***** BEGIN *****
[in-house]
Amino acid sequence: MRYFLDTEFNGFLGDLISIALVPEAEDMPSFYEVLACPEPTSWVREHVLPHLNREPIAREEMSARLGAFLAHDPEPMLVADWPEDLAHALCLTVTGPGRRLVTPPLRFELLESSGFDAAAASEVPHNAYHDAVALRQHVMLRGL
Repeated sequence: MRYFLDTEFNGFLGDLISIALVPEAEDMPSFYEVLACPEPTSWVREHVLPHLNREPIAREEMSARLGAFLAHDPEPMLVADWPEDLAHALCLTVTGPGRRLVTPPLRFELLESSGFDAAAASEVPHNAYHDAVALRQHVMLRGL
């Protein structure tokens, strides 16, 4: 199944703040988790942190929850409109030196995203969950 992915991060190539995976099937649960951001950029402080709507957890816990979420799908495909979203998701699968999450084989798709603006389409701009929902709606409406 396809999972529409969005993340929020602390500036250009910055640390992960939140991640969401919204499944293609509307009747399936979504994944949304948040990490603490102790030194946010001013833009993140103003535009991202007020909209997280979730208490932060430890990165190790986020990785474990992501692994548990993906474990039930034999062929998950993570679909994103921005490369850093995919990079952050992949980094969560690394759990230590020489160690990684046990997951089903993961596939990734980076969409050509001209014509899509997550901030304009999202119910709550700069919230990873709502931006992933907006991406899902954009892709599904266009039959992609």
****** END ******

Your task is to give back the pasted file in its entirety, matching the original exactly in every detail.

[in-house]
Amino acid sequence: MRYFLDTEFNGFLGDLISIALVPEAEDMPSFYEVLACPEPTSWVREHVLPHLNREPIAREEMSARLGAFLAHDPEPMLVADWPEDLAHALCLTVTGPGRRLVTPPLRFELLESSGFDAAAASEVPHNAYHDAVALRQHVMLRGL
Repeated sequence: MRYFLDTEFNGFLGDLISIALVPEAEDMPSFYEVLACPEPTSWVREHVLPHLNREPIAREEMSARLGAFLAHDPEPMLVADWPEDLAHALCLTVTGPGRRLVTPPLRFELLESSGFDAAAASEVPHNAYHDAVALRQHVMLRGL
């Protein structure tokens, strides 16, 4: 199944703040988790942190929850409109030196995203969950 992915991060190539995976099937649960951001950029402080709507957890816990979420799908495909979203998701699968999450084989798709603006389409701009929902709606409406 396809999972529409969005993340929020602390500036250009910055640390992960939140991640969401919204499944293609509307009747399936979504994944949304948040990490603490102790030194946010001013833009993140103003535009991202007020909209997280979730208490932060430890990165190790986020990785474990992501692994548990993906474990039930034999062929998950993570679909994103921005490369850093995919990079952050992949980094969560690394759990230590020489160690990684046990997951089903993961596939990734980076969409050509001209014509899509997550901030304009999202119910709550700069919230990873709502931006992933907006991406899902954009892709599904266009039959992609």